World climate leaders meeting in Vienna have laid the foundation for an amendment to the 1987 Montreal Protocol, the global treaty that phased out ozone-depleting chlorofluorocarbons (CFCs). The amendment would address climate-damaging hydrofluorocarbons (HFCs), the refrigerant chemicals that replaced CFCs but that can trap heat in the atmosphere at levels a thousand times higher than carbon dioxide and that can “undo much of our progress in reducing other carbon emissions under the Paris Climate Agreement,” said Secretary of Energy Ernest Moniz and U.S. Environmental Protection Agency (EPA) Administrator Gina McCarthy in a blog post.
Under the current draft of the agreement, expected to be concluded in October in Kigali, Rawanda, more affluent nations would virtually eliminate HFCs by the 2030s, whereas poorer nations would do so about a decade later.
McCarthy told Bloomberg BNA that the seriousness with which countries are taking the amendment owes in part to regulatory actions that the United States has taken under its Significant New Alternatives Policy program to drive the market for HFC alternatives.
“That’s what the SNAP program does,” McCarthy said. “So it has effectively driven domestic action that is putting the U.S. in a leadership position. We fully expect that with the actions we’ve already taken, that we’ll be able to meet the reductions that the international community will be embracing [under a Montreal Protocol amendment].”
An agreement to reduce HFC use would be the biggest single measure to curb climate change since governments adopted the Paris Agreement, thereby pledging to keep global warming to “well below” 2 degrees Celsius above pre-industrial levels and to pursue efforts to limit that increase to 1.5 degrees Celsius. The HFC amendment can help avoid 0.5 degrees Celsius of warming by century’s end compared with business-as-usual growth, reports Climate Change News.
Speaking Friday at the conference of parties to the 1987 Montreal Protocol, U.S. Secretary of State John Kerry said that the conference was as important a gathering as another he hosted on combatting the Islamic State. “What you are doing here right now,” he said, “is of equal importance, because it has the ability literally to save life on this planet.”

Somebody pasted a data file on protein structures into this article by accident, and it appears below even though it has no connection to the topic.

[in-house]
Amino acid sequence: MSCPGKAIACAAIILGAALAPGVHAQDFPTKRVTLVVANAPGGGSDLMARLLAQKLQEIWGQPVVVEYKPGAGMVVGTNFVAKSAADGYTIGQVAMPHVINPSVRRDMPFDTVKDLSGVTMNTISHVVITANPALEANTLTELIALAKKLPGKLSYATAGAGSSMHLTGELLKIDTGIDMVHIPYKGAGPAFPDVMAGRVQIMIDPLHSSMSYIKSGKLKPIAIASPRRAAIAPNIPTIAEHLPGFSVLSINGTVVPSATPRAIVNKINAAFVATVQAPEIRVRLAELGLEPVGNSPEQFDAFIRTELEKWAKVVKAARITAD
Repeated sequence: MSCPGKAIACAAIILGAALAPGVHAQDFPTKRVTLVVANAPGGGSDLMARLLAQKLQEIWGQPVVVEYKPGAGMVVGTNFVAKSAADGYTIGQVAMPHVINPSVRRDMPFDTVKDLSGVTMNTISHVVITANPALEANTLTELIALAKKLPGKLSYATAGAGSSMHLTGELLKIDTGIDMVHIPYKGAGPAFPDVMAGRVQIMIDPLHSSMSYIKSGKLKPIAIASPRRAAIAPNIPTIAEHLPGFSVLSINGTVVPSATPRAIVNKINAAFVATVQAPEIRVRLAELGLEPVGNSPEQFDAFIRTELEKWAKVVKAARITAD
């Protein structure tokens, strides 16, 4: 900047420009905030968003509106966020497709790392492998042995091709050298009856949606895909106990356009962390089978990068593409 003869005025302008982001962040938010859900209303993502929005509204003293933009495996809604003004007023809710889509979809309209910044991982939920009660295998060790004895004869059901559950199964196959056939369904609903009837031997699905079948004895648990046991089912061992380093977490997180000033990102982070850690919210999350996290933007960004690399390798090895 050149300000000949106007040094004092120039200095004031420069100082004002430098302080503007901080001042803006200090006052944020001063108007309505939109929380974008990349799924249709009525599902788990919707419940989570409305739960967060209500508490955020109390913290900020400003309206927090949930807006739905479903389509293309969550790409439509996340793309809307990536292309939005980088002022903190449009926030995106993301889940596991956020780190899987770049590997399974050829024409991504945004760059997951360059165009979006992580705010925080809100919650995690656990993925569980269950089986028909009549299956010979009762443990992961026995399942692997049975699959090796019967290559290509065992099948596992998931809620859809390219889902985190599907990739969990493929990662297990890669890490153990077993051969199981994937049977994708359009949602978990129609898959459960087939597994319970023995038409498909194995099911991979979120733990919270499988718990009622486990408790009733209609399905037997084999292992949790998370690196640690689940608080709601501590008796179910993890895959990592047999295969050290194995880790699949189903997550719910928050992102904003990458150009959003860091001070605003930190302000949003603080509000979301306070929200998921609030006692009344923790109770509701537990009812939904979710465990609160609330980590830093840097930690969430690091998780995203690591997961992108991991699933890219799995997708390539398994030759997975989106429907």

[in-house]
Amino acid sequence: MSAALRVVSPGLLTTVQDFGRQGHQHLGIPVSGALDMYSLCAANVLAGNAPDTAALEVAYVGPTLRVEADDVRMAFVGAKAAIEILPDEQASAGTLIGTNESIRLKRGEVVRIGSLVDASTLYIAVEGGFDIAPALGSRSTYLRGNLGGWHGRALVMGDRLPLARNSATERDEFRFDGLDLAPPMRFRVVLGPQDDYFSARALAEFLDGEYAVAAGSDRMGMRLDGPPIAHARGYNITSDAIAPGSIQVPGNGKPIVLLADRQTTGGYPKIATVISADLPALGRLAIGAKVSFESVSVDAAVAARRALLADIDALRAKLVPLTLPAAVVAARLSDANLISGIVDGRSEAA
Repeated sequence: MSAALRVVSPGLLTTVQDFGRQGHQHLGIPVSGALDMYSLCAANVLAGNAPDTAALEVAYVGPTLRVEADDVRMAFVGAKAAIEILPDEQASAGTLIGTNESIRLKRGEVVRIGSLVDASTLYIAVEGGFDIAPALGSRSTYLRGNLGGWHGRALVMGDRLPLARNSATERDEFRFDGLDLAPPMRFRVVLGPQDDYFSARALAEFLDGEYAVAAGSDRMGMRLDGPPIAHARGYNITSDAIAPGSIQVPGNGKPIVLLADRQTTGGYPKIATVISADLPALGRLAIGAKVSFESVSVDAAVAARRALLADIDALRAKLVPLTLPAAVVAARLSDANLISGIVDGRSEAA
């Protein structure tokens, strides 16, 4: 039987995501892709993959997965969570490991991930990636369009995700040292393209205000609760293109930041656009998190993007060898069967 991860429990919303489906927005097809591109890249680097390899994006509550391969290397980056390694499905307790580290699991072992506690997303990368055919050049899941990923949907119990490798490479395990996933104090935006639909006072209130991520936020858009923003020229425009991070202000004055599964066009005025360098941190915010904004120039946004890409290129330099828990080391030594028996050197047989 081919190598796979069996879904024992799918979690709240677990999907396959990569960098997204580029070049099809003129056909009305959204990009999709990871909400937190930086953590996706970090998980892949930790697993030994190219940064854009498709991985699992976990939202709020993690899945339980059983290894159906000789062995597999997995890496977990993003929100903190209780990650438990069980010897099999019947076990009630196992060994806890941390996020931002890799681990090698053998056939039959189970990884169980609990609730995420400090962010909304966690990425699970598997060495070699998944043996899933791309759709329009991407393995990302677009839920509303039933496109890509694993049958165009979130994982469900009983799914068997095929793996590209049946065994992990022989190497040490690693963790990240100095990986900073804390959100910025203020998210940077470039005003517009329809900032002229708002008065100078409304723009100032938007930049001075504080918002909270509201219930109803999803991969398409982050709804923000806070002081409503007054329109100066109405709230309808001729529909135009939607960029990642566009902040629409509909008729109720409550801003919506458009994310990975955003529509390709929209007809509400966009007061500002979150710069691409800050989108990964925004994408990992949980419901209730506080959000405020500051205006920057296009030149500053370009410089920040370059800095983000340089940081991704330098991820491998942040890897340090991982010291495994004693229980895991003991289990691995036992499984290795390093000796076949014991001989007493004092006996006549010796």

Climate Change and the U.S. Presidential Election
Last week, delegates to the Republican National Convention approved a party platform that downplayed use of renewable energy and rejected the Paris Agreement, a carbon tax, and other action on climate change. This week, delegates to the Democratic National Convention addressed climate change as a “real and urgent threat.”
In their party platform, Democrats described climate change as “too important to wait for climate deniers and defeatists in Congress to start listening to science” and said government officials must take any steps they can to reduce pollution.
“We believe the United States must lead in forging a robust global solution to the climate crisis,” the party platform states. “We are committed to a national mobilization, and to leading a global effort to mobilize nations to address this threat on a scale not seen since World War II. In the first 100 days of the next administration, the President will convene a summit of the world’s best engineers, climate scientists, policy experts, activists, and indigenous communities to chart a course to solve the climate crisis.”
In addition to calling for a tax code that creates incentives for renewable energy, the platform aims to generate half the country’s electricity from clean sources in the next decade.
Inside Climate News presents a chart illustrating just how differently the two parties view climate and energy issues.
Emissions from Commercial Jets Next Up for Regulation
The EPA on Monday proposed an “endangerment finding” under the Clean Air Act for greenhouse gas emissions from certain types of airplane engines.
The proposal—which finds that airplane engines contribute to pollution that endangers public health and contributes to climate change—parallels the 2009 endangerment finding for motor vehicles under another section of the Clean Air Act and follows on the heels of the International Civil Aviation Organization’s proposed regulations to cut carbon from aircraft.
“Addressing pollution from aircraft is an important element of U.S. efforts to address climate change,” said EPA Acting Assistant Administrator for Air and Radiation Janet McCabe, noting that aircraft are the third-largest source of greenhouse gas emissions from the transportation sector.
No timetable was set for release of a rule regulating emissions from aircraft, but The New York Times reports that it could come in early January.
The Climate Post offers a rundown of the week in climate and energy news. It is produced each Thursday by Duke University’s Nicholas Institute for Environmental Policy Solutions.